Right now Pokemon Go is a massive success. Not only has the iOS and Android game become an overnight cultural phenomenon, but it’s also resulted in publisher Nintendo’s shares skyrocketing, adding over $7 billion to the company’s value since its launch on July 6th. All that, and it hasn’t even received a proper global release yet, with its rollout instead being gradual as Nintendo look to prevent their servers from buckling. But it won’t last.
Don’t get me wrong, I’m enjoying my time with Pokemon Go. I think it’s a great little game that is actually having a positive impact on its players, forcing them to venture outside and explore the world around them in order to catch cuddly Pokemon to add to their collection. It’s brightening up the morning commute for many workers, giving them a reason to make the daily trek to their office outside of earning money, and is actually getting people to socialize with strangers who are also playing the game.
However, despite this initial tremendous wave of popularity, Pokemon Go is ultimately doomed to be a flash in the pan success, with there seemingly being no way for developer Niantic to prevent this from happening. Here’s why:
Battery life and cellular data
Here’s the biggie. Pokemon Go currently relies on players having a solid GPS signal and internet connection so that it can locate the player while they’re on their travels. It then needs to run the game (obviously) along with producing the augmented reality mini-games that follow when players locate a Pokemon, which utilizes their smartphone cameras. All of this makes for an app that doesn’t exactly go easy on a phone’s battery life, and while players are currently ignoring this issue in favor of catching Pokemon until their phones can no longer take it, eventually people aren’t going to want to spend the majority of their day without a functioning iPhone because they spent their morning chasing after a Wartortle.
Then there’s the issue of your device’s cellular data, which is constantly being sapped away as a result of playing the game. While it can obviously hook up to a free (and more stable) internet connection via Wi-Fi, considering the whole point of the game is to explore it inevitably requires you to make a lot of use of your available data which, depending upon how much you’re playing the game, could potentially rack up a hefty bill.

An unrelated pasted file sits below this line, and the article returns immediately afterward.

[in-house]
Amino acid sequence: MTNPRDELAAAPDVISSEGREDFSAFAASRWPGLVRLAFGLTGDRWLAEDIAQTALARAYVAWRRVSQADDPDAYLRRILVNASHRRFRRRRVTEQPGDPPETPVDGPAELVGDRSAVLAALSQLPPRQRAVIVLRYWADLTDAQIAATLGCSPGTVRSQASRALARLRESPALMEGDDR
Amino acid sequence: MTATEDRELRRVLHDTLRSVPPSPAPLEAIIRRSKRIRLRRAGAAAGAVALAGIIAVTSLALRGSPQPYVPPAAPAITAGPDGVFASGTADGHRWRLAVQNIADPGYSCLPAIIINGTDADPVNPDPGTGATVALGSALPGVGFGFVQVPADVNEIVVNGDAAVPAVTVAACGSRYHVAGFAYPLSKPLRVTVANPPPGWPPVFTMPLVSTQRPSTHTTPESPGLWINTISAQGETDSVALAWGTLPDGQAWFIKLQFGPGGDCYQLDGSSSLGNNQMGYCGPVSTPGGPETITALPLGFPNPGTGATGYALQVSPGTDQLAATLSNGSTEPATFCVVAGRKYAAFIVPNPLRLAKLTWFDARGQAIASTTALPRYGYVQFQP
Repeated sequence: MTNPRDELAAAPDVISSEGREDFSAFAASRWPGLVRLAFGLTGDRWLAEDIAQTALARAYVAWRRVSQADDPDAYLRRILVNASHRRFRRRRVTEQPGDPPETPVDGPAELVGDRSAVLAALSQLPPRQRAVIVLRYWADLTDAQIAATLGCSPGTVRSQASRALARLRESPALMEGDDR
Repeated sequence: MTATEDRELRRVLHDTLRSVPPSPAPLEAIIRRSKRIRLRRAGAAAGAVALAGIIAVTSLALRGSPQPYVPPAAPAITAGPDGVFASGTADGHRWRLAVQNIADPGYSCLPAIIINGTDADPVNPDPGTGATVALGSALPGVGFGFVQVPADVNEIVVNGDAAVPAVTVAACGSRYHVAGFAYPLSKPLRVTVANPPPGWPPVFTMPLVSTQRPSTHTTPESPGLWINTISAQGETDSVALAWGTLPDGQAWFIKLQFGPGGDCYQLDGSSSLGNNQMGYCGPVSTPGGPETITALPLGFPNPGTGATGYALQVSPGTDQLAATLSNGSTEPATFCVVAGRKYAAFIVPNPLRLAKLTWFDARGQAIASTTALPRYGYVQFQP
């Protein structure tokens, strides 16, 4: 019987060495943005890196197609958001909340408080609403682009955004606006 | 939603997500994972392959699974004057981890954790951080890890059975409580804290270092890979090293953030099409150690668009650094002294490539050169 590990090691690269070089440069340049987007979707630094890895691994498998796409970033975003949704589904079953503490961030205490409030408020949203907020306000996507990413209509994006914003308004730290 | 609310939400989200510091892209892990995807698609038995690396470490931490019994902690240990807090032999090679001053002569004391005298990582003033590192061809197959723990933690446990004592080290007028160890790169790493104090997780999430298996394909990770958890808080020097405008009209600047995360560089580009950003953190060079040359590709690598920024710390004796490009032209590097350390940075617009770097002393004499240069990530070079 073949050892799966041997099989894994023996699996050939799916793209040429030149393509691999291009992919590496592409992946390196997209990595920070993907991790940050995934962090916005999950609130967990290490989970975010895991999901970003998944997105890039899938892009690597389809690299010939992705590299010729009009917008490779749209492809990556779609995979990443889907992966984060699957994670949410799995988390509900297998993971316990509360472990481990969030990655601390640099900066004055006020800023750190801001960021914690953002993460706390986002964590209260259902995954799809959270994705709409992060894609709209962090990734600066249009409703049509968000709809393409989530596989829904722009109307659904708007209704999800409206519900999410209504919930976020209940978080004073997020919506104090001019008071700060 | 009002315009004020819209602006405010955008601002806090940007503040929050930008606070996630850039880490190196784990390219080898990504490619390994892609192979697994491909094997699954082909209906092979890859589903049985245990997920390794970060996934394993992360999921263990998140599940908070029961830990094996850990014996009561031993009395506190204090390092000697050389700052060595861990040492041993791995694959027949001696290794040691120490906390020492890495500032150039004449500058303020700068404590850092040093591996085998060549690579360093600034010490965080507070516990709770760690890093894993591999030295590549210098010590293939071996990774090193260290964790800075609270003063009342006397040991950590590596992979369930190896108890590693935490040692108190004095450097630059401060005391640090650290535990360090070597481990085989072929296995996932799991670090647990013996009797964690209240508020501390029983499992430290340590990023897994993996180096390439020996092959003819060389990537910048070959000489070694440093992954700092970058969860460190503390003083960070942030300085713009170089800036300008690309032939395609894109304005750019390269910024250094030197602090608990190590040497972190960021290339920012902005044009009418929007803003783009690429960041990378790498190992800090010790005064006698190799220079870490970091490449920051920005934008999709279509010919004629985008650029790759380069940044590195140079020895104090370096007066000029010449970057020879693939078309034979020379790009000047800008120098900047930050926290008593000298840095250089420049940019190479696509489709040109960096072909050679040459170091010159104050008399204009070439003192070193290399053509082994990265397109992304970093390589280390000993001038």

There are workarounds that limit these issues, such as downloading an offline map of your surrounding area, but this takes up storage space on your device and isn’t exactly a permanent solution. Considering that the popularity of Pokemon Go hinges upon people continuing to be addicted to it and viewing it as part of their daily routine, this will eventually prove to be a major stumbling block for the game further down the road.
Though the negative impact the game has on players’ battery life and cellular data will, in my humble opinion, eventually lead to its downfall, its inherently simplistic gameplay could eventually serve to prematurely turn people off the game, too. At the time of this writing, Pokemon Go revolves solely upon encountering Pokemon, throwing Pokeballs at them and then capturing them in an uninteresting mini-game. Simplicity is typically viewed as the key to success when it comes to mobile games, but the fact remains that when you aren’t walking around on your morning commute and simultaneously gawping at your smartphone’s screen, there isn’t much of anything to do in Pokemon Go.
In order for Pokemon Go to maintain the relevancy it has more than enjoyed over the past week, it needs to retain its popularity. It will only do this if it continues being a major point of discussion, which will inevitably be hindered by its limited gameplay. Niantic’s next addition to the game will likely be Pokemon trading, allowing players to meet with one another in order to exchange their captured creatures. However, this doesn’t solve the problem of Pokemon Go‘s huge amount of downtime, with it not intended to be played when users are blissfully scrolling through their smartphones at home. Considering that this is typically when most people will play mobile games, this is a major issue and one that will likely prove to be detrimental to Pokemon Go‘s longevity.
Capturing Pokemon, gaining XP and taking control of gyms is definitely addictive, but Pokemon Go drops the ball when it comes to offering an authentic Pokemon experience in the real world. Nintendo has been notably reluctant to allow online social features in their games, and it’s suggestible that the company has prevented Niantic from allowing in-game communication between Pokemon Go players, considering that Niantic’s previous game – the similarly AR-focused Ingress – included such a feature.
Pokemon Go divides players into three separate teams, though aside from the underwhelming gym battles you can take part in its world feels thoroughly empty. You’ll catch Pokemon, you’ll store them in your backpack then, when you encounter a gym belonging to a rival team, you’ll battle an AI representation of the current gym leader’s Pokemon in what is essentially a quick-time event. Trading will eventually become a feature, but there’s no word on whether friend-on-friend fighting will eventually be introduced. This would add a whole new dimension to the game, but as it stands there is a very minimal amount of interaction allowed between players, something which adds to the diminished shelf life of the game.